The Surface Neo, on the other hand, features two 9-inch screens that create a 13.1-inch screen when fully extended. It goes against the trend that foldable computers are headed.

And there’s still this lingering problem: Windows 11 isn’t as great as a tablet operating system. So far, there are no features in Windows 11 that take advantage of dual or foldable displays (although Snap Assist helps).

In short, while I find foldable computers NosyHowever, my experience with the X1 Fold has left me skeptical of its usefulness as a laptop replacement. Microsoft will have to do more to convince me otherwise.

Surface Neo with Android might make sense

Surface Duo 2020

Microsoft Surface Duo (2020).Source: Daniel Rubino / Windows Central

With no Windows 10X in sight, it appears that the state of the dual-screen PC is deteriorating because the operating system is not optimized for it. Technically, there’s no Android either, but that changes with Android 12L later this year. Moreover, Microsoft already she has Experience Android optimization for dual screens with Surface Duo and Surface Duo 2. Actually, it’s very good. With Android app development ready to start optimizing for larger screen, dual screen and foldable screens, the ecosystem is ahead of Windows right now.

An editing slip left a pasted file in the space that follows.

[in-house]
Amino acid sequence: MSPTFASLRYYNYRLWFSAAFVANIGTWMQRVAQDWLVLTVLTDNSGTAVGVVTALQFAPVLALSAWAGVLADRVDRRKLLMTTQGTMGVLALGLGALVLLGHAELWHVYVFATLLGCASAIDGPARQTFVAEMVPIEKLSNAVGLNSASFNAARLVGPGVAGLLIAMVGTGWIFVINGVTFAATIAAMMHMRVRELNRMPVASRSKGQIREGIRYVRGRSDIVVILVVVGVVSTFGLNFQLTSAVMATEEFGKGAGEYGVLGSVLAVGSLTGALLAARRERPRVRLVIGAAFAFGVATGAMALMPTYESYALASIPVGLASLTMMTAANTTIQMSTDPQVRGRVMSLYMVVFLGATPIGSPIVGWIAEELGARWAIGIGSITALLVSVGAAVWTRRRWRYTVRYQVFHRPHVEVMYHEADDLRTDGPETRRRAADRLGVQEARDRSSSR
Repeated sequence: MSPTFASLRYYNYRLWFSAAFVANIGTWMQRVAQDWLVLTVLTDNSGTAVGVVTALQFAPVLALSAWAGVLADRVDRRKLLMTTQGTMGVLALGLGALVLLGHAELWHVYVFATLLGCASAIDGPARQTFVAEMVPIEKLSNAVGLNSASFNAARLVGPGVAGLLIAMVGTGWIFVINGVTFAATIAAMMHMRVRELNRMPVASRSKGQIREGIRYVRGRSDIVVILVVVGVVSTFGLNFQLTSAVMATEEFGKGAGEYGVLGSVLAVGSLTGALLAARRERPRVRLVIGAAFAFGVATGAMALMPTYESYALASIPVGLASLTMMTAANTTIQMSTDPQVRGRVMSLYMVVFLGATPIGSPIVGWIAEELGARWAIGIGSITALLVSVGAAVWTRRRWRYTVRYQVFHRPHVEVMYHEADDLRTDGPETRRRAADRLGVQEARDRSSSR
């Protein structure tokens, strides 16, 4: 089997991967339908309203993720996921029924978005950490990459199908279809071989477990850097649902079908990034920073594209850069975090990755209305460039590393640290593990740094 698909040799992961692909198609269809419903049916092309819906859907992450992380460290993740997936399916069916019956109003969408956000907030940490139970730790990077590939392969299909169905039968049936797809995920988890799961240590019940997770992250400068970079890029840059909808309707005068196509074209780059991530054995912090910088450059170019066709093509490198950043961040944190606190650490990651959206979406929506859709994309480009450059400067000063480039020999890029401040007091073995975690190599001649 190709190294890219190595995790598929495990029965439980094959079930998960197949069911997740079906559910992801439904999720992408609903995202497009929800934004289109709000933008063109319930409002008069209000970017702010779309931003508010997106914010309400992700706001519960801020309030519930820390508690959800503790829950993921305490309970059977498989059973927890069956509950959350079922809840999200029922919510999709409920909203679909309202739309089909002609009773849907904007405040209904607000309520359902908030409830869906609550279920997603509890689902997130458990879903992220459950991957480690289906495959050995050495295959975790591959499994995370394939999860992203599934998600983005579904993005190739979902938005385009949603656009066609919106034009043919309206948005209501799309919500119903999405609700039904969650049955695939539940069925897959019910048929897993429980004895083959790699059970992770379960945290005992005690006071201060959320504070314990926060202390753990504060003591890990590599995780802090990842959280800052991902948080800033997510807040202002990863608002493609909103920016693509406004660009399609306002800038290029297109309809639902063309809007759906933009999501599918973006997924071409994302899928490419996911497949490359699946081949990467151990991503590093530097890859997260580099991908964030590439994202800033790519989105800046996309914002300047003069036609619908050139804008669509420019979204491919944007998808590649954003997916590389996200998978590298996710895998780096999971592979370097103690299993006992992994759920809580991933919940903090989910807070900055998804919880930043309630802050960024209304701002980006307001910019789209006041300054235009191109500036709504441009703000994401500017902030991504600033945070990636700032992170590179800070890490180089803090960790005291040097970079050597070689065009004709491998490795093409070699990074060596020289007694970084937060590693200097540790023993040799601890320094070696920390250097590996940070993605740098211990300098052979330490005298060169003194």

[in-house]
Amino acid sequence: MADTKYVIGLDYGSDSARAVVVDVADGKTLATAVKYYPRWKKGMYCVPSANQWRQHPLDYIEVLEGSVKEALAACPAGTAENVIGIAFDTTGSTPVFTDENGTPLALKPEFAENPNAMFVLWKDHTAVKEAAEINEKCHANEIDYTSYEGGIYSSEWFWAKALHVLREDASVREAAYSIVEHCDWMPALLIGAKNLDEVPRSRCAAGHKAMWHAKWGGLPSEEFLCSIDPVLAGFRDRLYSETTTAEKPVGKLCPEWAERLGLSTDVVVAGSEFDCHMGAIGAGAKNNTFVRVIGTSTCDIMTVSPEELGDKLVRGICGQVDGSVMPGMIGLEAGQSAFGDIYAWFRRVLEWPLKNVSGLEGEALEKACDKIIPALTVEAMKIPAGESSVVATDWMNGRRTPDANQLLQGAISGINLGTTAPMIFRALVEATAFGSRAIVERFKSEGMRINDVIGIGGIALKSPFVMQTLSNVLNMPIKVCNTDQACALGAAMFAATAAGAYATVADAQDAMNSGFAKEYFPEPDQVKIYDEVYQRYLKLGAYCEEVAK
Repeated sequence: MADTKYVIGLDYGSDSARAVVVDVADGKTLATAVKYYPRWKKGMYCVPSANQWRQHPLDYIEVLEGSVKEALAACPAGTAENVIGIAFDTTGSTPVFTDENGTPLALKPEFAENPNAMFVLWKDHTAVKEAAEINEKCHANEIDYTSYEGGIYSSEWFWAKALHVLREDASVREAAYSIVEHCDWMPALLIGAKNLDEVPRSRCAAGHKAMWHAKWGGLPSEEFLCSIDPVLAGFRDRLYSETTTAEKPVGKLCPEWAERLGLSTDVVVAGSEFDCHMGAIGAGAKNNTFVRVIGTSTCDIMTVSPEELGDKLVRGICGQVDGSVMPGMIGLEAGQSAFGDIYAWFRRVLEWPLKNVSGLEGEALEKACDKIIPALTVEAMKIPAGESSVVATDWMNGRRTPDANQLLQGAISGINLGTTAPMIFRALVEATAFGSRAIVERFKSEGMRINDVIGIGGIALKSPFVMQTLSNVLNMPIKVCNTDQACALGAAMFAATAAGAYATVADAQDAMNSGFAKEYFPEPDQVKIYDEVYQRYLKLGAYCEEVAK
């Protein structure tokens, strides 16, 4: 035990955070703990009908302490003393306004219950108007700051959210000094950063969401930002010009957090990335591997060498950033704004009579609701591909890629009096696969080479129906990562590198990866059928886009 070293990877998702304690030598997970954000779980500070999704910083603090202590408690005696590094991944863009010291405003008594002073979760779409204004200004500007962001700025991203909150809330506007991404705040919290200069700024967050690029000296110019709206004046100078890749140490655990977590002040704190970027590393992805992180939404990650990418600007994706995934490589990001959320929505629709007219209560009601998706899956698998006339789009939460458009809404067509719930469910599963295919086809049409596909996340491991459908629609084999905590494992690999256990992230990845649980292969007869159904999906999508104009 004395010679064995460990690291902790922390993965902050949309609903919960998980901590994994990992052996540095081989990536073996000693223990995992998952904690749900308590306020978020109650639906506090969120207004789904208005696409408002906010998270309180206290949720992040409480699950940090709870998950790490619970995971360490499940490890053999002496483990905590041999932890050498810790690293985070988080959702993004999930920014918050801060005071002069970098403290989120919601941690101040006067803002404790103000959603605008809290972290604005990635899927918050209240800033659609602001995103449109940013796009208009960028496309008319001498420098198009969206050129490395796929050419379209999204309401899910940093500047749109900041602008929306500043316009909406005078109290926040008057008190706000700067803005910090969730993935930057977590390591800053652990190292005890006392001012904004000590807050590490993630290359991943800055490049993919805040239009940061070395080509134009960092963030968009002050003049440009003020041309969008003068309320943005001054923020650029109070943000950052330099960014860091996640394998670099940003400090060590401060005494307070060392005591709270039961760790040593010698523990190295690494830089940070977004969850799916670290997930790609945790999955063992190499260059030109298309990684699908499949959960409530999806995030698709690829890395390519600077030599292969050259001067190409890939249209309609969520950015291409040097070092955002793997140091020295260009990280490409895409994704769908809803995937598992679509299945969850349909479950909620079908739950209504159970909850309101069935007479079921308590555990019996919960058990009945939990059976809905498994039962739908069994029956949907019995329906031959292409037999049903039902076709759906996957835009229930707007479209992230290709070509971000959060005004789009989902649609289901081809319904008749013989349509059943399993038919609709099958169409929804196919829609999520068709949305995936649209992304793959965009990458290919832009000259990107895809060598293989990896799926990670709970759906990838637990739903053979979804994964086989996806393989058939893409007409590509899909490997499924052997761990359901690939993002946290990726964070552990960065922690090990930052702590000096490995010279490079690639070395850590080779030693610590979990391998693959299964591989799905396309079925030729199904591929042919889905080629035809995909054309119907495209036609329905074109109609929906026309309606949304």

Now, I’m not a fan of Android on tablets, but throwing this OS on the Surface Neo with a dash of 5G makes the Surface Neo more viable. Microsoft can still preload it with its growing cadre of Android apps and services, and in fact, it’s just going to be a giant Surface Duo for those who want more screen real estate on the go. This is an easier sale, especially for those who want a secondary device and don’t want to trade in their phones.

Regarding this, Microsoft has made some recent moves to unite its efforts in Android. Its latest release places Android development as a core within the larger Microsoft Devices and Experiences suite. It also seems to be hiring several Android developers. In other words, its Android ambitions seem more comprehensive than its current offerings.

Serious game?

new surface

Microsoft Surface Neo with Windows 10x (2020).Source: Microsoft